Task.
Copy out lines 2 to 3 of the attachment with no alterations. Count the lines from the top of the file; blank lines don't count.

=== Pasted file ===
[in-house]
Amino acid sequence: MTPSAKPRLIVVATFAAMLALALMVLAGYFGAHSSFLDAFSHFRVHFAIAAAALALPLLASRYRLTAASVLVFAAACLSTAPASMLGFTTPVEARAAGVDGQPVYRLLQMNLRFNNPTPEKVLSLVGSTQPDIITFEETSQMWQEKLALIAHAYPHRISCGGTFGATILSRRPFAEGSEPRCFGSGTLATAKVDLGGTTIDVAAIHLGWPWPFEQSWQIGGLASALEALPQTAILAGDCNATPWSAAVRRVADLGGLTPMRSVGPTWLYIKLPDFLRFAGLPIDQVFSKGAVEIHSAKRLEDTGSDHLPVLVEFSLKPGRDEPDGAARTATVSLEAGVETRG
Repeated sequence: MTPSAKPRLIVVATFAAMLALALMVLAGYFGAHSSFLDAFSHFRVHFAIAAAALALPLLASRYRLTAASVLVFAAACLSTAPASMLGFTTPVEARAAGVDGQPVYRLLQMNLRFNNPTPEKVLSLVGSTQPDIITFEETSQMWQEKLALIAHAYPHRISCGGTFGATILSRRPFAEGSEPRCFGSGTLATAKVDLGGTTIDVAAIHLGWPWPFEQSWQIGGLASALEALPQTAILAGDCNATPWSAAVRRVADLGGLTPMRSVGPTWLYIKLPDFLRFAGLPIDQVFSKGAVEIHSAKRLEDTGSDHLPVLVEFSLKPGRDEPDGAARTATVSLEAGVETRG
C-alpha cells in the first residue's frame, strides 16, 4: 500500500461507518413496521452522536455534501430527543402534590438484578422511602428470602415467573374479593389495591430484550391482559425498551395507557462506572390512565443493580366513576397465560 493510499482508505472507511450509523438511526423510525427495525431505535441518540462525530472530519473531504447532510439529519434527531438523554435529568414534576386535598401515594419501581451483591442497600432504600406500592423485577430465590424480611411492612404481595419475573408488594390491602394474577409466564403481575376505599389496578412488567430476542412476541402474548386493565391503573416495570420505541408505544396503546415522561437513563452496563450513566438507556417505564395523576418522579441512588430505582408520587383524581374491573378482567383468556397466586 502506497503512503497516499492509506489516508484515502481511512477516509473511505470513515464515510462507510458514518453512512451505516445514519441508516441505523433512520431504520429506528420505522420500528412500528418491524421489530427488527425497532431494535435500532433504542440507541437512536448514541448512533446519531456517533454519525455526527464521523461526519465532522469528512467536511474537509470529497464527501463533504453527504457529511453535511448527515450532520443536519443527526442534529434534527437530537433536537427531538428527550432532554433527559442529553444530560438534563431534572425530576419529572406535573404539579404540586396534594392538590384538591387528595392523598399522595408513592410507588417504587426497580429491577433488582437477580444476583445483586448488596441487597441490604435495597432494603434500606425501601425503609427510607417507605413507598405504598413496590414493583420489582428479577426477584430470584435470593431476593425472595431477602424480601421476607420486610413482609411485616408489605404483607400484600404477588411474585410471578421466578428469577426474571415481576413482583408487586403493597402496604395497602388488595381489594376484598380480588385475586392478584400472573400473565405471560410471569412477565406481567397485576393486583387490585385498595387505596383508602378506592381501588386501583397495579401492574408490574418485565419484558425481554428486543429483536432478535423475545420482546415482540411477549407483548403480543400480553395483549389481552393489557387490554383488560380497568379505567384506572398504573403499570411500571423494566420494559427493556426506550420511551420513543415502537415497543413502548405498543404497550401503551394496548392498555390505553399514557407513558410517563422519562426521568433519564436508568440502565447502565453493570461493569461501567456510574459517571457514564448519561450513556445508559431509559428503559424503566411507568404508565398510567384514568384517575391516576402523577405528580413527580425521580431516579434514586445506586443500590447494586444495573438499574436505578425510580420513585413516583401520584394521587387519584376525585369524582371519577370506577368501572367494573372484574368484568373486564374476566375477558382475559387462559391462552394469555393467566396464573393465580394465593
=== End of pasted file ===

Amino acid sequence: MTPSAKPRLIVVATFAAMLALALMVLAGYFGAHSSFLDAFSHFRVHFAIAAAALALPLLASRYRLTAASVLVFAAACLSTAPASMLGFTTPVEARAAGVDGQPVYRLLQMNLRFNNPTPEKVLSLVGSTQPDIITFEETSQMWQEKLALIAHAYPHRISCGGTFGATILSRRPFAEGSEPRCFGSGTLATAKVDLGGTTIDVAAIHLGWPWPFEQSWQIGGLASALEALPQTAILAGDCNATPWSAAVRRVADLGGLTPMRSVGPTWLYIKLPDFLRFAGLPIDQVFSKGAVEIHSAKRLEDTGSDHLPVLVEFSLKPGRDEPDGAARTATVSLEAGVETRG
Repeated sequence: MTPSAKPRLIVVATFAAMLALALMVLAGYFGAHSSFLDAFSHFRVHFAIAAAALALPLLASRYRLTAASVLVFAAACLSTAPASMLGFTTPVEARAAGVDGQPVYRLLQMNLRFNNPTPEKVLSLVGSTQPDIITFEETSQMWQEKLALIAHAYPHRISCGGTFGATILSRRPFAEGSEPRCFGSGTLATAKVDLGGTTIDVAAIHLGWPWPFEQSWQIGGLASALEALPQTAILAGDCNATPWSAAVRRVADLGGLTPMRSVGPTWLYIKLPDFLRFAGLPIDQVFSKGAVEIHSAKRLEDTGSDHLPVLVEFSLKPGRDEPDGAARTATVSLEAGVETRG